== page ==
Building tools for my future self

I was thinking about steps towards personal digital assistants. In a separate thread, I was also thinking about the psychology of aging. In a third thread, I was thinking about projects I might want to build to help me learn more. It makes sense to bring all these threads together: thinking of systems I can build to improve the quality of life I’ll enjoy in the future.

I think this might be a better fit for my experimental learning than either a hypothetical market or specific people. After all, I’ll always have a future self who could benefit. (And if I don’t, I’ll be past caring!) If the things I build along the way turn out to be useful for others, all the better.

Anyway, I was thinking about the kind of simple, deterministic, idiosyncratic assistant I could build to make life a teensy bit better in the medium term and the long term.

I could start with a text box interface on a webpage, then move to alternative inputs like dictation or neuro-integration(!) when that becomes reliable. It would be great to have some kind of offline buffering, too.

In terms of logic, I could start with stateless well-defined responses, add synonyms, support conversational interfaces, use weighted factors, add feedback mechanisms, and then eventually reach proactive notification and action. Inferences would be awesome, but I don’t have to wait for them to be sorted out. Ditto for program generation and adaptation.

In terms of sensing and acting, I can start with existing APIs and tools, write specific adapters for other sites, push into the physical world with sensors and actuators, use context and probability to simplify, and then take advantage of improvements in fields like computer vision or biometric analysis as other people build and commoditize cool tech.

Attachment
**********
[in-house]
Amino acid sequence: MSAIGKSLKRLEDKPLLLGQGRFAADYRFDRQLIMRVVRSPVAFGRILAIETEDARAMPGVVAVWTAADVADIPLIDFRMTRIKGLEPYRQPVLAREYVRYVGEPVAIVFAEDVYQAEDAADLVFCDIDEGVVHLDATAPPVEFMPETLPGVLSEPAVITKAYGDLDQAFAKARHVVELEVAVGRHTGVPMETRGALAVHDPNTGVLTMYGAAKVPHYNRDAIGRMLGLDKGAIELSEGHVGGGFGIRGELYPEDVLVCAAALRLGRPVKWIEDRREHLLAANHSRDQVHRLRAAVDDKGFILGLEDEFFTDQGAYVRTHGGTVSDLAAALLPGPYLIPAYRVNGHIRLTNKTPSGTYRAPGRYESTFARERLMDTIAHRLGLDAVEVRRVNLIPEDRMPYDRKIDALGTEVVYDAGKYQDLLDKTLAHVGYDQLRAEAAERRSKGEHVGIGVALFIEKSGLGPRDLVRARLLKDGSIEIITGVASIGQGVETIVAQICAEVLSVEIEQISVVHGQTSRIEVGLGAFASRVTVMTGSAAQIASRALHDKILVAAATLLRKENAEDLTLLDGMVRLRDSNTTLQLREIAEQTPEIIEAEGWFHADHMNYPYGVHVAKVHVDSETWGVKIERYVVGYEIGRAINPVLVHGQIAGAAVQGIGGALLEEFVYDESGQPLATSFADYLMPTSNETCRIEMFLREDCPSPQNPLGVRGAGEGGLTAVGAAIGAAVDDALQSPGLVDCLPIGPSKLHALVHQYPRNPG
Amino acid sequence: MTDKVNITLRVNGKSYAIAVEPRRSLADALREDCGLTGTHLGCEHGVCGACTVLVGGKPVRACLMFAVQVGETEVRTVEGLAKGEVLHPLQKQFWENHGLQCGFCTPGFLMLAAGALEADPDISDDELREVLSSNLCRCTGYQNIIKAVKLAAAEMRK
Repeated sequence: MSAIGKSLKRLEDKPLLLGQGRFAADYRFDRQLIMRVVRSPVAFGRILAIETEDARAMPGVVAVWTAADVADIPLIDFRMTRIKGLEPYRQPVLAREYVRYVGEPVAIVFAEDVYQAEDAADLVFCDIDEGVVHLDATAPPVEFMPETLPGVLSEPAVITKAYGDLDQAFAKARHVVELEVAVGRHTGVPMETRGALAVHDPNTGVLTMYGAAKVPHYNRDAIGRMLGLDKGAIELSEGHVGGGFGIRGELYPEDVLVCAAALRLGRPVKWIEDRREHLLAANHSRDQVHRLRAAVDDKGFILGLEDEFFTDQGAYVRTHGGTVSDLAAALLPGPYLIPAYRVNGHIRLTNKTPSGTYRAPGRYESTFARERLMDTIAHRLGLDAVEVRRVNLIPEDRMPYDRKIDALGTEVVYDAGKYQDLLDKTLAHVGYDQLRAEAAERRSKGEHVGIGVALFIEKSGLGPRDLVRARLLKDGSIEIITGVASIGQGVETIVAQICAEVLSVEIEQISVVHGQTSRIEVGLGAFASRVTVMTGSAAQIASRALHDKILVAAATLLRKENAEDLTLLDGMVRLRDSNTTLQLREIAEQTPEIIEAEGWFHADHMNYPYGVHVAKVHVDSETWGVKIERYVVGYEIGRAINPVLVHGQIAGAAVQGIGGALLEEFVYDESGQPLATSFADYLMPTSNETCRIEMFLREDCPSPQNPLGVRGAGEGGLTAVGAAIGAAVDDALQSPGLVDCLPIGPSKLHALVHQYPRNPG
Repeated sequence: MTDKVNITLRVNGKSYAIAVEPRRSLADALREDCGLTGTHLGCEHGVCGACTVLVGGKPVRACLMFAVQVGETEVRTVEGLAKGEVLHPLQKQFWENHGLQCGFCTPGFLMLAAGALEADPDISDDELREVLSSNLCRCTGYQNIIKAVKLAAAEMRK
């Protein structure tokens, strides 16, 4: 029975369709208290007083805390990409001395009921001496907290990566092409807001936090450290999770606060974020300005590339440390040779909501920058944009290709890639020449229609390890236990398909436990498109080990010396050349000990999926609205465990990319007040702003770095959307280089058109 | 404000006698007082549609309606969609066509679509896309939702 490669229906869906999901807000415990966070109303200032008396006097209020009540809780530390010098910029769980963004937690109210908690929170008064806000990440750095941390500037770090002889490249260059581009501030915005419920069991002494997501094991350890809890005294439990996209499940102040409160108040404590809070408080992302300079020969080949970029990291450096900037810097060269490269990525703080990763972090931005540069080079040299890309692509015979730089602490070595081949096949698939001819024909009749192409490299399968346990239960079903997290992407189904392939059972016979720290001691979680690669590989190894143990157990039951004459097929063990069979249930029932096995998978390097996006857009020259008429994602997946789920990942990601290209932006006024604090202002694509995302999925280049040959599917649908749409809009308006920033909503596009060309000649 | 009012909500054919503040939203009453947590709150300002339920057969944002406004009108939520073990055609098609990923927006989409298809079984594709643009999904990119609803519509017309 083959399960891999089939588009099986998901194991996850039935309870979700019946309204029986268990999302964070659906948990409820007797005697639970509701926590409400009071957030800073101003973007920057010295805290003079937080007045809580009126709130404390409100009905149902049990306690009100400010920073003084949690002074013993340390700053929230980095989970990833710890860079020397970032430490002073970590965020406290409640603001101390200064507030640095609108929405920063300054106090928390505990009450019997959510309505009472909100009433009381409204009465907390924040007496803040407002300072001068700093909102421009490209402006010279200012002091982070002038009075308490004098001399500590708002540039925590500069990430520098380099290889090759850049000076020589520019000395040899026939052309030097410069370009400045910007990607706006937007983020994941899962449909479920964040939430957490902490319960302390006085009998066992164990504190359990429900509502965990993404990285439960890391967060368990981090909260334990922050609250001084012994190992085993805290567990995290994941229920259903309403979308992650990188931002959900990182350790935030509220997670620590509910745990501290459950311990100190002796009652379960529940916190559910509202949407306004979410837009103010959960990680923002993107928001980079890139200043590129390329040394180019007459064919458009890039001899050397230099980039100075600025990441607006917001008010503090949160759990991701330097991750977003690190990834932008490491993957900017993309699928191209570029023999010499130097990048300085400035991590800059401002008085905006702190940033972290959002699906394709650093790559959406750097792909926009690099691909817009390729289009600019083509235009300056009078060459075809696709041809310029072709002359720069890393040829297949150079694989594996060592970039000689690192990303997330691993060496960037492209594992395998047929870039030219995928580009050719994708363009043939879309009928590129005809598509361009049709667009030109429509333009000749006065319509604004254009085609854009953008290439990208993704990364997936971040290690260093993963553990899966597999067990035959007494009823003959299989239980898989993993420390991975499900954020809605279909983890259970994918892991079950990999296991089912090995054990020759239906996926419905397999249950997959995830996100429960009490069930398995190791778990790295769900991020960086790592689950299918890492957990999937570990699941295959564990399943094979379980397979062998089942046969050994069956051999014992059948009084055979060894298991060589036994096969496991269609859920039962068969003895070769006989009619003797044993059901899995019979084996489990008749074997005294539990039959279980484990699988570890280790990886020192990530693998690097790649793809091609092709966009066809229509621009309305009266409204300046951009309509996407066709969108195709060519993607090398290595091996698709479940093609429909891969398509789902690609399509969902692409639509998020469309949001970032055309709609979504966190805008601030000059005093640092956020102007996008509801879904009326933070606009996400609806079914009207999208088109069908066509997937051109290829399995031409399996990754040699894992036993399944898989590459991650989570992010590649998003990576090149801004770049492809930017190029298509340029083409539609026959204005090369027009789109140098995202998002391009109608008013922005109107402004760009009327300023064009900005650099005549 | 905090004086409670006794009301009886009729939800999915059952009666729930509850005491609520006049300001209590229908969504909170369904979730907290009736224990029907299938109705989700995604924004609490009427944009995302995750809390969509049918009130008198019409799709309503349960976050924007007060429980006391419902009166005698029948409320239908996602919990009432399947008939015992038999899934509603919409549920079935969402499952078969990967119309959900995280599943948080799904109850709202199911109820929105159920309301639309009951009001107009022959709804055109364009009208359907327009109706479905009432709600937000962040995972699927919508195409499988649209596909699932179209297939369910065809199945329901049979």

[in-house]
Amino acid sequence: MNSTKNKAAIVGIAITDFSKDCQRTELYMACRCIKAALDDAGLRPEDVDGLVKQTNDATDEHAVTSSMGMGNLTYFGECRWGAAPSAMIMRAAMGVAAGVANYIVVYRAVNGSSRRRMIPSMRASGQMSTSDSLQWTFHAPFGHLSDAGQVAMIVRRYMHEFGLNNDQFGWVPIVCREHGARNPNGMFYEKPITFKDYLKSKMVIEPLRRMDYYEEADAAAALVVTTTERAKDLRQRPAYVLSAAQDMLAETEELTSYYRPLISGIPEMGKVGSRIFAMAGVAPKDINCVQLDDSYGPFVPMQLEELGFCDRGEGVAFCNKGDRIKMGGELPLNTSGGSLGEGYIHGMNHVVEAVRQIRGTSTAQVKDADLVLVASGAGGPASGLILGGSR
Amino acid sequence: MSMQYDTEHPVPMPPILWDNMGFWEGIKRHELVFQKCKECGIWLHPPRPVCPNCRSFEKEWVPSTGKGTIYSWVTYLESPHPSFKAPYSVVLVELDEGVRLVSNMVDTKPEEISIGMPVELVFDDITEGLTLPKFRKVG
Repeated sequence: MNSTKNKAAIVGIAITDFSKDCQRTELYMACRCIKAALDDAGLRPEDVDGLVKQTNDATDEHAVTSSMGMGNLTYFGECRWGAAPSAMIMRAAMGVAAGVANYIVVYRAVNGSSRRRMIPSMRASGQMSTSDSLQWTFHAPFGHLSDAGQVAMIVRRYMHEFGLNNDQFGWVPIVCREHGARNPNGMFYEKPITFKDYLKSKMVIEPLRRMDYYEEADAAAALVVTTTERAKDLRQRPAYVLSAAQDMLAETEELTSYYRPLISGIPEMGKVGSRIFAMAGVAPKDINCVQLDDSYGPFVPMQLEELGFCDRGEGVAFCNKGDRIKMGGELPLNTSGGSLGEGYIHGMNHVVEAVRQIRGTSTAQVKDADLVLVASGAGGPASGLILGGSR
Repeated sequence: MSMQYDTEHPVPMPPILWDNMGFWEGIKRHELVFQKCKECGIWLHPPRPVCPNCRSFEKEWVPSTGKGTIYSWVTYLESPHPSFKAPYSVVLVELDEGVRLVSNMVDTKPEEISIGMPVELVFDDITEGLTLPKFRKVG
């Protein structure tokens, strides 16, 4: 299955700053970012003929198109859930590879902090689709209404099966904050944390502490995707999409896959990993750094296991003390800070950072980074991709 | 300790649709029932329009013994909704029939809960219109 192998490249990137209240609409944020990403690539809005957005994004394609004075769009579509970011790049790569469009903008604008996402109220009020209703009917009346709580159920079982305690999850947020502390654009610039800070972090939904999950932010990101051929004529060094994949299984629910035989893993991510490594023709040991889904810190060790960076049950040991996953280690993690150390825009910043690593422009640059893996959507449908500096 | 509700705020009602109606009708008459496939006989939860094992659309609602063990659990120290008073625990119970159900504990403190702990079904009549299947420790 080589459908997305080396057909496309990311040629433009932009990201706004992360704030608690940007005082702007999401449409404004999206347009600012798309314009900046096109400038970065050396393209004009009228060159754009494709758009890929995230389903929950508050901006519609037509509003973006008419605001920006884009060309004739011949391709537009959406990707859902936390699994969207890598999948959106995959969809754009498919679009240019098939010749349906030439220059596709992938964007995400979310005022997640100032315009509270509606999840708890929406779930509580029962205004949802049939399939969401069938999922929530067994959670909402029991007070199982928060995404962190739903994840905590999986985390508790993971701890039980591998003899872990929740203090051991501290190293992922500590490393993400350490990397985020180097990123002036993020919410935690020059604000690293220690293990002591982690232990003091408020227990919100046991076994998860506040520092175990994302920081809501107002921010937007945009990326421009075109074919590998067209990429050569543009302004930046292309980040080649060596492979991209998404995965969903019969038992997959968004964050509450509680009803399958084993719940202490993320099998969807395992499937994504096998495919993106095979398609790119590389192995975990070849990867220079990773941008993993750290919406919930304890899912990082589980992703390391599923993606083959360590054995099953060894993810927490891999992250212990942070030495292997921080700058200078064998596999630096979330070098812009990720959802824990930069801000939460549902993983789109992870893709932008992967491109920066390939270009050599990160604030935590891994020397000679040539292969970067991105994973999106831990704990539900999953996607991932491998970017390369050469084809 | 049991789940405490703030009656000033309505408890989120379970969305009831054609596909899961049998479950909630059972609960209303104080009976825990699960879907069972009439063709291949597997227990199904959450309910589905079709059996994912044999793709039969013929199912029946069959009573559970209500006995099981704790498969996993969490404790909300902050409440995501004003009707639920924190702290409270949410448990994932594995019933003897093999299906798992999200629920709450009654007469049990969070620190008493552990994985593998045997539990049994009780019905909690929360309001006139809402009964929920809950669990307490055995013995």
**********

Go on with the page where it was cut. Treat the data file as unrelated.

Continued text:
But first, it starts with building a simple tool. Hmm, maybe a little thing that suggests what to do next (and coincidentally makes it easy to track)…

One Pingback/Trackback

  • Brett Witty

    This is a really cool idea. A while ago I had fallen in love with the idea of Emacs as an “editor for a lifetime”, but had no idea how to incorporate the idea of “software for a lifetime” further than that.

    I would be really keen to see what you do with this (and I promise to share anything I come up with too).

    • Mmm… Small example: I’ve started using my to keep track of dates I’ve cooked various recipes, and I use Org to schedule recipes a few weeks into the future (not precisely, just spacing them out a little so I’m reminded of them once in a while). Then I don’t have to worry about coming up with that variety myself. =)

      I wonder how I can get Emacs or other little tools to take over more of my thinking…

  • Pingback: BrettW's Tech Tips | Thoughts on a personal digital assistant for the future()